There is no question Ottawa moved swiftly this spring to address the backlog of grain sitting in grain elevators across the Prairies. More challenging is the question whether Ottawa moved wisely in doing so.
Ottawa reacted to the railways’ inability to efficiently handle the unusually high grain harvest by first leveraging the emergency powers within the Canada Transportation Act to order the railways, under threat of significant penalties, to greatly improve their movement of the stored grain. Then it tabled Bill C-30, the Fair Rail for Grain Farmers Act, which provides a series of measures Ottawa thinks will improve grain transportation.
Should Ottawa have intervened? And will its intervention help or hinder the current situation? According to the Western Grain Elevator Association, the nation’s rail car capacity was woefully short of what was needed to move the 100-year crop, and the resulting backlog has resulted in artificially depressed prices to farmers. According to another grain industry group, the Western Canadian Wheat Growers Association, this is just further indication of the “chronic performance failures of CN and CP” and “their cavalier attitude toward the resulting losses suffered by Prairie grain farmers.”
That some of our Class I railways’ customers think of their service providers in such terms is an issue on its own, but can we realistically expect the railways, or any carrier for that matter, to routinely maintain capacity levels so high that they can address such a bumper crop? The five-year average grain crop yield has been 55-56 million tonnes. Yet the latest crop came in at 76 million tonnes. This was compounded by the fact Canada’s grain companies themselves did not realize soon enough the size of the crop that would be coming in. By late August they were still wondering if the grain would suffer from frost. And when the reality of the real size of the grain crop hit, we were already into one of the earliest, coldest and longest winters we’ve experienced nationwide the last 20 years and train lengths had to be shortened for safety, further compounding available capacity.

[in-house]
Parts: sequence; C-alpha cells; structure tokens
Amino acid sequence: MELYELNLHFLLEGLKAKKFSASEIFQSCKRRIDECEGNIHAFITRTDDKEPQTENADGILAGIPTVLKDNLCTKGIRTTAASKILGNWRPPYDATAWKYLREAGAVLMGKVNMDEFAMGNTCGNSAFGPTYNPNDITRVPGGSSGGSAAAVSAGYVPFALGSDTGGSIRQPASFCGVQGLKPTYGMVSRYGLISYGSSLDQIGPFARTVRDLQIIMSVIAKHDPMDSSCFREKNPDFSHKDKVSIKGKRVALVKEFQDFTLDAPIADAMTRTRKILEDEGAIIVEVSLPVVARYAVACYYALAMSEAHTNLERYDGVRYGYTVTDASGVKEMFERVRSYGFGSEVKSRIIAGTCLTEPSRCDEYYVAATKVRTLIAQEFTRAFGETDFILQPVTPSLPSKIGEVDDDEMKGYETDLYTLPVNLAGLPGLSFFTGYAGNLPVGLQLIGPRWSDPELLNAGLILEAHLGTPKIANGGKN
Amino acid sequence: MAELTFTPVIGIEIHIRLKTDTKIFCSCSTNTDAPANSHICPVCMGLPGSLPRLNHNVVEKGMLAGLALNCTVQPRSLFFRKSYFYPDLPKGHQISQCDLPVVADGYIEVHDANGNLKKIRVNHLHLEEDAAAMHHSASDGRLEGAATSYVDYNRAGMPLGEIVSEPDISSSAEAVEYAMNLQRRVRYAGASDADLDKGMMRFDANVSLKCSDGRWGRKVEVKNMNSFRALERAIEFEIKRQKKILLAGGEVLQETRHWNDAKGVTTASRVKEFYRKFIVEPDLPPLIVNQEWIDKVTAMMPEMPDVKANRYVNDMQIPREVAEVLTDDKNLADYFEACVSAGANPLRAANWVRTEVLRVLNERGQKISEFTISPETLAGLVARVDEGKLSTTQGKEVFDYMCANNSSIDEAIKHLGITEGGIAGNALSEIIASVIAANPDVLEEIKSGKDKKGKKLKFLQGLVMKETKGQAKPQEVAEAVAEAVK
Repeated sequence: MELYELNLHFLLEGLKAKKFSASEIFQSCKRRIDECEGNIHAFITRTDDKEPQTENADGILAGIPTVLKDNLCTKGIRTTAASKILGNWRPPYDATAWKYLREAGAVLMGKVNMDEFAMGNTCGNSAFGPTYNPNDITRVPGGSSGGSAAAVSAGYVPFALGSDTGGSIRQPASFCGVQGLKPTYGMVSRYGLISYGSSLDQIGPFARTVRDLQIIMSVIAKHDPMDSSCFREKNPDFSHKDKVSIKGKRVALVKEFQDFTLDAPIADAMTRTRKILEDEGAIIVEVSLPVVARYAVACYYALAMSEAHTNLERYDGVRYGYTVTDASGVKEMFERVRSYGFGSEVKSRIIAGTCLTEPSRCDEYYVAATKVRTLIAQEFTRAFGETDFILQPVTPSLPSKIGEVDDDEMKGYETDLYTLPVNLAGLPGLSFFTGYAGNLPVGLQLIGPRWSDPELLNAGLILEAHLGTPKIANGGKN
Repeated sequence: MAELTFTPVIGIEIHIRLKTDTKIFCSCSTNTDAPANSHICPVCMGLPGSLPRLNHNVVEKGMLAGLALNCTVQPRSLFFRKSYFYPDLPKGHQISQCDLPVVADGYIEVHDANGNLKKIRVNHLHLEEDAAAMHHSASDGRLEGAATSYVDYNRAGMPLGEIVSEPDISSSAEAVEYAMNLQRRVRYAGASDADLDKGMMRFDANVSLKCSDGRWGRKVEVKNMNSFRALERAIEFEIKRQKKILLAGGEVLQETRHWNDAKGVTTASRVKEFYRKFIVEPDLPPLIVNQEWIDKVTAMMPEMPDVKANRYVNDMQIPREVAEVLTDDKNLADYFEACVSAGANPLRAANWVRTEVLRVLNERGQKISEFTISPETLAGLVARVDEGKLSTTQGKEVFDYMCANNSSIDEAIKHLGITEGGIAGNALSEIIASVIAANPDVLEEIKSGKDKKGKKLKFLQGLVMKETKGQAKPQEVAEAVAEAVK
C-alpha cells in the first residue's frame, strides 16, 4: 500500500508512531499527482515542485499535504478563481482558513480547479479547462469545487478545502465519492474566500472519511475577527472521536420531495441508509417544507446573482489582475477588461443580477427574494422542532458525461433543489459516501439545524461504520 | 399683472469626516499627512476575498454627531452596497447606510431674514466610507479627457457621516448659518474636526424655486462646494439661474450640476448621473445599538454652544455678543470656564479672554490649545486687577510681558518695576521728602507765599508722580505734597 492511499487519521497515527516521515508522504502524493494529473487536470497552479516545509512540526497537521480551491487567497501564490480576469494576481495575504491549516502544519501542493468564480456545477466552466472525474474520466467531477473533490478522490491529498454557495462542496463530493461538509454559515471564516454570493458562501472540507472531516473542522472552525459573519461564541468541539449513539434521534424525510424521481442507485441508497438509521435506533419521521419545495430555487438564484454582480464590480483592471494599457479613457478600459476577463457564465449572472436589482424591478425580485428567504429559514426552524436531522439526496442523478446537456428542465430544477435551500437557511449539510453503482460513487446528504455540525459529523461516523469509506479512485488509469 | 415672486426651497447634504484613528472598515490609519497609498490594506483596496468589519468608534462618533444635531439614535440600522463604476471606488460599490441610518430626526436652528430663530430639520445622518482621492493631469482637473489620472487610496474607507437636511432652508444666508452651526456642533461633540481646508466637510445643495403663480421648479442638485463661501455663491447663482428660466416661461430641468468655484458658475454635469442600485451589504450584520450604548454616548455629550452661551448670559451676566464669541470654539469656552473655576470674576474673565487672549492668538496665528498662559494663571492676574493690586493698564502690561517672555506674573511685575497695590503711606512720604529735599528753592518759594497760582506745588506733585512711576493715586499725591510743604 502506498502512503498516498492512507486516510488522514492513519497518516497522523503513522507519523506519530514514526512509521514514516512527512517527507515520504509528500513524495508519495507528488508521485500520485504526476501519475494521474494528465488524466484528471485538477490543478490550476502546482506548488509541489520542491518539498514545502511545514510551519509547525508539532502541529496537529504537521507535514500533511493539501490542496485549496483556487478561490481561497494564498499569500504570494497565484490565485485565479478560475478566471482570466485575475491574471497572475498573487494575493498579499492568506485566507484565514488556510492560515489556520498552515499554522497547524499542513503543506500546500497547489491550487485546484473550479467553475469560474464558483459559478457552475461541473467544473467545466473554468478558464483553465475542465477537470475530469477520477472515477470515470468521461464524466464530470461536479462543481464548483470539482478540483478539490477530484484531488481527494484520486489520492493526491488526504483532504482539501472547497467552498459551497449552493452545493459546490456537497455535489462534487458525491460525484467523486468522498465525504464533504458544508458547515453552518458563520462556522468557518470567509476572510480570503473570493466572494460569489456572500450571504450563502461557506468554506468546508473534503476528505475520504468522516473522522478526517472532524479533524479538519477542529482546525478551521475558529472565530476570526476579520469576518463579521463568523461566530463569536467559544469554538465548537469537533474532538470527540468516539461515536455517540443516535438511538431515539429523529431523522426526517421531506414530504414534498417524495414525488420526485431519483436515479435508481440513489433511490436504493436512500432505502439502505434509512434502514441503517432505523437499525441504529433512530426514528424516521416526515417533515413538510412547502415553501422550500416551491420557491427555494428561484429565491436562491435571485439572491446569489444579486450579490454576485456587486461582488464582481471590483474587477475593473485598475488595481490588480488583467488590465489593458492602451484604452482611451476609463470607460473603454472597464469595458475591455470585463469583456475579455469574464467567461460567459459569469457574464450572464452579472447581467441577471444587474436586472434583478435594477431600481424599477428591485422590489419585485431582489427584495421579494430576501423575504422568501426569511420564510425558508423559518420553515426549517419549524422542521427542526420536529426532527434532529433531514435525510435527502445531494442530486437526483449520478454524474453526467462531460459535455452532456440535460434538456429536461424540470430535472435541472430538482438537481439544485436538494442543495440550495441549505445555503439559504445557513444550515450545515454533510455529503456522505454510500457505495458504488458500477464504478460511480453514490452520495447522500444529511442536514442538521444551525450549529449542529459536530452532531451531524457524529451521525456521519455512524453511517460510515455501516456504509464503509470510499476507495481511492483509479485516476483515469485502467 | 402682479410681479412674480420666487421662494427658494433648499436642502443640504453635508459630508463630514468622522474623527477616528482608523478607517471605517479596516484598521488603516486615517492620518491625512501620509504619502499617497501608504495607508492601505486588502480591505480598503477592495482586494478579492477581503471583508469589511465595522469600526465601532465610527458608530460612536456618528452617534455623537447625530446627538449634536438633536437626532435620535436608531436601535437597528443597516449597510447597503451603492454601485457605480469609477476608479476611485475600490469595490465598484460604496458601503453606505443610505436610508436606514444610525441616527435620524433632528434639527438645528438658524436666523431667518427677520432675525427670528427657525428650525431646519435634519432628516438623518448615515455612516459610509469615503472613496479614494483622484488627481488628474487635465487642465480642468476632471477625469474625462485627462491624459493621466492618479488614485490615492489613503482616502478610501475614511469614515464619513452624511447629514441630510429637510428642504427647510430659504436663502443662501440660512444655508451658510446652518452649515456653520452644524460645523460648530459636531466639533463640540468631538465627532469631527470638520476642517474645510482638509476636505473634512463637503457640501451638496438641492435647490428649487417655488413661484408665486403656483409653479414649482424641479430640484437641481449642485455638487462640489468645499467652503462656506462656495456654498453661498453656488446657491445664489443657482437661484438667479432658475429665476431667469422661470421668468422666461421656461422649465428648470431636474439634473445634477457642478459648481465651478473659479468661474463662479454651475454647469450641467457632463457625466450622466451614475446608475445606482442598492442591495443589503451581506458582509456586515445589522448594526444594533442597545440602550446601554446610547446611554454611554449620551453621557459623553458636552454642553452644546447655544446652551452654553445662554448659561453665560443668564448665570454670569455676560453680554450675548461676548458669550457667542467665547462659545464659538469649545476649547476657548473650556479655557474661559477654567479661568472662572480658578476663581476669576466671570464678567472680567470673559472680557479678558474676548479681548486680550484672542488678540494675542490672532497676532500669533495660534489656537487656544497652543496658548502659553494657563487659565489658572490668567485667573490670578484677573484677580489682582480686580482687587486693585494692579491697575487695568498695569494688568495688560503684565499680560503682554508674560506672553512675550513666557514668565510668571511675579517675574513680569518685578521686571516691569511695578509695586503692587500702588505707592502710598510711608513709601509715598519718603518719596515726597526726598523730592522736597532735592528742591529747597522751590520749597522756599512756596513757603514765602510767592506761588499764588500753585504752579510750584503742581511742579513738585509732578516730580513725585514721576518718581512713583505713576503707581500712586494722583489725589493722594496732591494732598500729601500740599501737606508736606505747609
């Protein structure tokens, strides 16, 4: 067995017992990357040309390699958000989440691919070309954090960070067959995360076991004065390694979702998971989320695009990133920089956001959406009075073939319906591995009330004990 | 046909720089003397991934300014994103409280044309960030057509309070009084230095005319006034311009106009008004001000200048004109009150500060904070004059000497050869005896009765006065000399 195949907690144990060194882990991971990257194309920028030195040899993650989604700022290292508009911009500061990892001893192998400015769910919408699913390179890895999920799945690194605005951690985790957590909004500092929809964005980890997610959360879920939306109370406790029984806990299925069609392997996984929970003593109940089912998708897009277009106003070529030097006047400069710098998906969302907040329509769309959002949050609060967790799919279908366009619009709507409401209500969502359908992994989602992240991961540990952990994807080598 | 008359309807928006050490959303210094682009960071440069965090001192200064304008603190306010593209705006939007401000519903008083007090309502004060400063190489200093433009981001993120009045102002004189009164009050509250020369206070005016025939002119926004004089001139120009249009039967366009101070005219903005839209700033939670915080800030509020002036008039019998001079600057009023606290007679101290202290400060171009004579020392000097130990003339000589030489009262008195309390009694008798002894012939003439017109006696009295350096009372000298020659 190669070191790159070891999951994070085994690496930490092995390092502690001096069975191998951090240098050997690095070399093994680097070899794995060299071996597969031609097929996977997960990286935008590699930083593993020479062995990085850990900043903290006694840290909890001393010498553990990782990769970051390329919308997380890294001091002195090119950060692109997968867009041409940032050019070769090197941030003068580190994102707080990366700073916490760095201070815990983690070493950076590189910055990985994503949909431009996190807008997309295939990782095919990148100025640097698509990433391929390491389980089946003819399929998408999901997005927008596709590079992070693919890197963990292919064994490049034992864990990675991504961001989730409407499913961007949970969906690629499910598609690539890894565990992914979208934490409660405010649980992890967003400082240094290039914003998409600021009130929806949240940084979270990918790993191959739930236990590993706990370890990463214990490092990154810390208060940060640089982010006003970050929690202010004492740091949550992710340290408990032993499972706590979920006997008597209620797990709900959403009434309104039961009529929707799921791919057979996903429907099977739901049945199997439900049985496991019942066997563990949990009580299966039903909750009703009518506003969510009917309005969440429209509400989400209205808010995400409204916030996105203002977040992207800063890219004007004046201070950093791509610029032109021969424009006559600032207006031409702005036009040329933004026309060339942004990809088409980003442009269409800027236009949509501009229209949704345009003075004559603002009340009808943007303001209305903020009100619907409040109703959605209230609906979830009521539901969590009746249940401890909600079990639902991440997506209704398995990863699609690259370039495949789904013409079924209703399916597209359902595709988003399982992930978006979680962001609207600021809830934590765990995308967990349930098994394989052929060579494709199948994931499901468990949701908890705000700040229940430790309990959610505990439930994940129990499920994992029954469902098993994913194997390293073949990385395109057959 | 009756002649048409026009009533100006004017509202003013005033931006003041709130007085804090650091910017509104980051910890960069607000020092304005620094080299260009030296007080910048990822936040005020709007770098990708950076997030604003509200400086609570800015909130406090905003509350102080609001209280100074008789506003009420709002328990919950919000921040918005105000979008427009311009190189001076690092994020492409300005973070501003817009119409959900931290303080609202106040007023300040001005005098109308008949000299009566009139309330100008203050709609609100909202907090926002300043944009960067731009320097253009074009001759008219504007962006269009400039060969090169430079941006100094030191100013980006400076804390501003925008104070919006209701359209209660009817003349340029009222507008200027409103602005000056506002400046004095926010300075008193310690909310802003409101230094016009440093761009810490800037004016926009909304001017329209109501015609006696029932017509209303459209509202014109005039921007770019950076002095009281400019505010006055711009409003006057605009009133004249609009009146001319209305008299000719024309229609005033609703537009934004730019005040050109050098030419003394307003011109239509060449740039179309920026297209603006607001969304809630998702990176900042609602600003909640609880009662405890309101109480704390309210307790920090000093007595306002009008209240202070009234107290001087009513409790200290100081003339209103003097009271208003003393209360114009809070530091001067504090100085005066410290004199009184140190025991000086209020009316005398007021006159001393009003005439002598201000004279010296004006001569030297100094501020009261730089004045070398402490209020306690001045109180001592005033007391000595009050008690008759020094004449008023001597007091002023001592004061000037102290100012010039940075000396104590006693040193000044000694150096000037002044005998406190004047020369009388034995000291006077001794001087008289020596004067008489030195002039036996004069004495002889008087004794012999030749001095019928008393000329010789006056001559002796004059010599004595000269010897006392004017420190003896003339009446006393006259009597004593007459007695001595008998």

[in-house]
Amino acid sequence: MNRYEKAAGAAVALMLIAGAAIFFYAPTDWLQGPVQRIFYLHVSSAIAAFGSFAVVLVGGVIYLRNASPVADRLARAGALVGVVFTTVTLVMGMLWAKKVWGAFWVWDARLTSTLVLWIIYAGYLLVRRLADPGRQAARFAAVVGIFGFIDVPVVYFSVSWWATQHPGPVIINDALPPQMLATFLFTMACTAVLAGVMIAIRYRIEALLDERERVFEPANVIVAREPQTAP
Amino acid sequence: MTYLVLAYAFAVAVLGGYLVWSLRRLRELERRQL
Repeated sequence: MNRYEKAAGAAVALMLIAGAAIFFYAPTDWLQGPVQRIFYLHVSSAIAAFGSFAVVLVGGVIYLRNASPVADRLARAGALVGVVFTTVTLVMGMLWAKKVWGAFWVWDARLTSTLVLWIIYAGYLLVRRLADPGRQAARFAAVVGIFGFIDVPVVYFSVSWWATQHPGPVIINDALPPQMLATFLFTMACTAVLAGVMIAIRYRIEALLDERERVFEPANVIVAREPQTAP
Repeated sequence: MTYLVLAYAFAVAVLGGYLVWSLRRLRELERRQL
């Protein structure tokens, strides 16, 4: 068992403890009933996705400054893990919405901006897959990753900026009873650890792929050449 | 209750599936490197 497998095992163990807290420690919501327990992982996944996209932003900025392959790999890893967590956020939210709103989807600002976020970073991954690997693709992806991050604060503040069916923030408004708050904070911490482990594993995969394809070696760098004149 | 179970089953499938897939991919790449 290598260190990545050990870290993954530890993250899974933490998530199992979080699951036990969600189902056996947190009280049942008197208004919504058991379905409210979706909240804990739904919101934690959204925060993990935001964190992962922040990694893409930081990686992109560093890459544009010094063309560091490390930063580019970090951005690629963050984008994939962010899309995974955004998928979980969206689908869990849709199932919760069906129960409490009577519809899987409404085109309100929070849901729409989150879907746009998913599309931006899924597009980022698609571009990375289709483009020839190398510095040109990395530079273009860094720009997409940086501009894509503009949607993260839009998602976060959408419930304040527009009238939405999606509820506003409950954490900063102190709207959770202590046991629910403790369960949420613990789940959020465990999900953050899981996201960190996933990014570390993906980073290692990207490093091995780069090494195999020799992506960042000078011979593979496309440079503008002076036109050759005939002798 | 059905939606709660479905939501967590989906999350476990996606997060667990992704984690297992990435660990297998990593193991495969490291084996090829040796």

When you put all those factors together, is it any wonder there was such disruption to the grain supply chain? Does it really indicate the railways can’t efficiently move grain? And what is the impact, I wonder, on all the other commodities that still need to be moved when Ottawa forces railways to move grain?
The Western Canadian Wheat Growers Association wants Ottawa to bring about more competition in the Western Canadian rail sector, because it believes CN and CP essentially operate side-by-side monopolies in Western Canada. It points out that only 7 of the 342 elevators on the Prairies have direct access to both CN and CP.
One of the measures in Bill C-30, which followed Ottawa’s emergency order to the railways, is an extension of the interswitching limit in Alberta, Saskatchewan and Manitoba, for all commodities, from the current 30 km to 160 km, as a way to increase competition among railways and give shippers access to alternative services.
But would the proposed changes to interswitching contribute much to alleviating the backlog? A policy brief issued by the Canadian Transportation Research Forum authored by Joseph Schulman points out that “CN and CP are both experiencing capacity issues in moving the 2013 harvest. It is not as if one railway has excess capacity while the other does not. Second, similar problems are being experienced with rail service in the US, limiting the possibilities of re-routing traffic south.”
So it’s possible that expanding the interswitching limits may amount to little improvement as far as the grain supply chain is concerned.
A sector-by-sector approach does not address the broader issues faced across the system. Rather than focusing on one part of the economy, Ottawa should take a holistic approach to transportation challenges, and develop sustainable commercial solutions good for all sectors.